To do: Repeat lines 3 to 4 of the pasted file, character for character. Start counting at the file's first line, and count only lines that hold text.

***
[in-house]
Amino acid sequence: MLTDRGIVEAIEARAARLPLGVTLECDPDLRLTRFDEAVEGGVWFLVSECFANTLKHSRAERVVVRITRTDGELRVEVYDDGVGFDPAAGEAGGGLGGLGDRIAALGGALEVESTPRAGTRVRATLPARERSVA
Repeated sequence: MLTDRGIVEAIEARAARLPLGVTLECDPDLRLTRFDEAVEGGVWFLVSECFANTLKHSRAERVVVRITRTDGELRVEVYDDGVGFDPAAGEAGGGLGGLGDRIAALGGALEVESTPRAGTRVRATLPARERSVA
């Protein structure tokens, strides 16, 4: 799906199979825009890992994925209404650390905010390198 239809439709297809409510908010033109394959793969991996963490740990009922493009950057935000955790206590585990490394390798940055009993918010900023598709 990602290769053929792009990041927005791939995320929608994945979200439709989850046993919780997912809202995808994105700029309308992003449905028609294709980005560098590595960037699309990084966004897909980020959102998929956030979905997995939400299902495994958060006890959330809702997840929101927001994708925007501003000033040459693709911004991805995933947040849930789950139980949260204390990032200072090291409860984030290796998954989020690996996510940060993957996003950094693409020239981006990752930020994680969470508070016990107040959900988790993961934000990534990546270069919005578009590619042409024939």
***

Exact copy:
Repeated sequence: MLTDRGIVEAIEARAARLPLGVTLECDPDLRLTRFDEAVEGGVWFLVSECFANTLKHSRAERVVVRITRTDGELRVEVYDDGVGFDPAAGEAGGGLGGLGDRIAALGGALEVESTPRAGTRVRATLPARERSVA
């Protein structure tokens, strides 16, 4: 799906199979825009890992994925209404650390905010390198 239809439709297809409510908010033109394959793969991996963490740990009922493009950057935000955790206590585990490394390798940055009993918010900023598709 990602290769053929792009990041927005791939995320929608994945979200439709989850046993919780997912809202995808994105700029309308992003449905028609294709980005560098590595960037699309990084966004897909980020959102998929956030979905997995939400299902495994958060006890959330809702997840929101927001994708925007501003000033040459693709911004991805995933947040849930789950139980949260204390990032200072090291409860984030290796998954989020690996996510940060993957996003950094693409020239981006990752930020994680969470508070016990107040959900988790993961934000990534990546270069919005578009590619042409024939």